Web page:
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History News

Local school gets a guided tour

This week, children from the local primary school in Oldtown – the nearest village to Clonmethan – got a tour of the church and graveyard as one of their school tours. In normal times, a school tour might be to a museum in Dublin or further afield. With the global pandemic, things are of course a little different, but Clonmethan is ideal as it is not only outdoors, but has some interesting local history.

Some Friends of Clonmethan volunteers were on hand to give the children some insights on local history. The pictures below show, in order, the school children being informed about locals who fought and died during World War 1, and about Tom Dreaper and the great horse Arkle.

First World War memorial
Grave of Tom Dreaper

It is wonderful to see the fruits of the efforts and labour of the Friends of Clonmethan being put to use, and to the benefit of the local school too. Let’s hope this is the first of many such local history trips. And a word of thanks to local firm Keogh’a crisps for some lunch time goodies.

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A summary of achievements for 2020.

While 2020 has been a strange year, as what the Friends of Clonmethan do is mainly outdoors, a fair bit has been achieved in the first year. The group set up on foot of a meeting in St David’s Church, Killsallaghan on 3rd January 2020. Since then, volunteers have cleared most of the graveyard, the old church is ivy free, and the gates were shot blasted and painted.

Reverend Aldhouse finaly got his tombstone (71 years later), we set up this website and work started on our application for funding to save the tower. A flood light has been installed and the straightening of headstones has begun. Finally a memorial to those who fought and fell in the First World War was erected.

Tanks so much to all involved in making this happen. A special thanks to Fingal Farm Home and Garden for donating flower bulbs and to Colm Flynn for helping with the gates.

Not bad for the first year. Onwards and upwards.

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History News

That big tree…..

Any of you who have ever visited the church and graveyard at Clonmethan would certainly have seen the large beech tree (below). It was measured recently and has a circumference of 232 inches. Based on a calculator at tree-guide.com this puts it at 346 years old. This calculator has a tolerance of about 10% either way, giving a range of 312- 380 years old.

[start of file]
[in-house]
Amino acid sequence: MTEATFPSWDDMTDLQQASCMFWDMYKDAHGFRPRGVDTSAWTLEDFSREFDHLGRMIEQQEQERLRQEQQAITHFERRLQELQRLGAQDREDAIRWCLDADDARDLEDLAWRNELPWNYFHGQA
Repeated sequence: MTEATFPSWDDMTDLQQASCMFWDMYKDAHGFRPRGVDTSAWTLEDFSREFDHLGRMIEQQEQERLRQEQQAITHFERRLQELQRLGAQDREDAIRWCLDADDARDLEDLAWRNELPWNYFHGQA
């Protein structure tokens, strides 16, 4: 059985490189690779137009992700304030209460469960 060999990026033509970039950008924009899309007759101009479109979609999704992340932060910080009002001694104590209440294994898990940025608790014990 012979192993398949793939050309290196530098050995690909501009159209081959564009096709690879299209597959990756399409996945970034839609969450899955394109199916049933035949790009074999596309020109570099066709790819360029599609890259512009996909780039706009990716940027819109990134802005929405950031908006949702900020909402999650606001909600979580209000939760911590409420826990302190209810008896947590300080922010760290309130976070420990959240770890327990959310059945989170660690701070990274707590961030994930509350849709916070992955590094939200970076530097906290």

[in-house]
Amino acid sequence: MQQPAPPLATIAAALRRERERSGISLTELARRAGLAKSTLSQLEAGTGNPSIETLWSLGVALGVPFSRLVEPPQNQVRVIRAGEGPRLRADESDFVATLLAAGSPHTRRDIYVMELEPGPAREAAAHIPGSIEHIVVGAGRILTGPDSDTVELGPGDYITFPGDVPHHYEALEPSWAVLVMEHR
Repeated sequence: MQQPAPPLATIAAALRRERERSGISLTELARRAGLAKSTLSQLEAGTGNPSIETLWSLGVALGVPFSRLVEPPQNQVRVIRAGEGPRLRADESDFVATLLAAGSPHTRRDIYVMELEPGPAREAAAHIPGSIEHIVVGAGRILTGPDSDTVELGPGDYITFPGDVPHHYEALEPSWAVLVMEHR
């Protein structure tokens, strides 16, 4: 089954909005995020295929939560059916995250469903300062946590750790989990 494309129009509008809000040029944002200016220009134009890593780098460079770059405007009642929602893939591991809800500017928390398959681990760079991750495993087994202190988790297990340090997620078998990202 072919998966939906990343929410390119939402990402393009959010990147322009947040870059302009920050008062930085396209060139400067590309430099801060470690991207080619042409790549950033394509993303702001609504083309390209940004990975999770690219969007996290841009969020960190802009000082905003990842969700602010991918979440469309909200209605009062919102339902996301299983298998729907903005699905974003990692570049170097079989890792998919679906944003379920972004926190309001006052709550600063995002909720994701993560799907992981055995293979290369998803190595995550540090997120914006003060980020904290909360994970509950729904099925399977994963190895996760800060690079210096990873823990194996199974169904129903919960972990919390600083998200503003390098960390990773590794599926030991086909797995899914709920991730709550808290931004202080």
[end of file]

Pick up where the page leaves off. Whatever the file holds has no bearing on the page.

Assuming an age of 346, this tree was a seedling in 1674. Have a look here for some key facts of that year.

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Restoration – the beginnings

Last week, the Friends of Clonmethan started to work on the outside of the church. The task at hand was to remove the old plaster ( a dashed finish which covered the original stone work ). Some of it could be “talked down” but some was quite stubborn. Teamwork prevailed, and as you can see from the photos below, the outside is quite clean and looking more like it’s original self. In time, we would hope to re-point the original stone work.

As you may notice in the photos, there is a ring of concrete around the top of the stone work of the nave of the church. This was poured when the roof was taken off in the 1950s. It has done its job and preserved the stone work very well.

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History News

The history of Clonmethan church (St Mary) and the surrounding area

We are starting a historical blog on the parish of Clonmethan on the website. If you have any stories or photographs of funerals, weddings, christenings or any other events which took place in the church or grounds, we would like to hear them. If anyone has any family ties with Clonmethan Church (St Mary’s) or the surrounding area. please let us know, and we will include them.

We have recently made connections with relatives of Fredrick Henry Aldhouse the last Rev of Clonmethan (St Mary’s) who died on the 30 August 1949 and is buried in the church.  I will be writing a longer article on Fredrick Henry Aldhouse and his connection with the Church of Clonmethan (St Mary’s).

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News

Pictures paint a thousand words

The Friends of Clonmethan have been working very hard in recent months generally tidying up the inside of the building. This not only makes things look better, but it also has revealed how solid the structure of the building is. It also reveals work to be done of course ! Below are a few pictures which reveal the extent of work done much better than words can.

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History News

What goes up, must come down.

It is an old saying, but also a statement by Isaac Newton, what goes up must come down. This week, it is the gates at Clonmethan which are coming down, probably for the first time in a century or more – and who knows, maybe since they first went up. Here is a video of some of the Friends of Clonmethan at work taking down the gates for restoration. Brilliant work!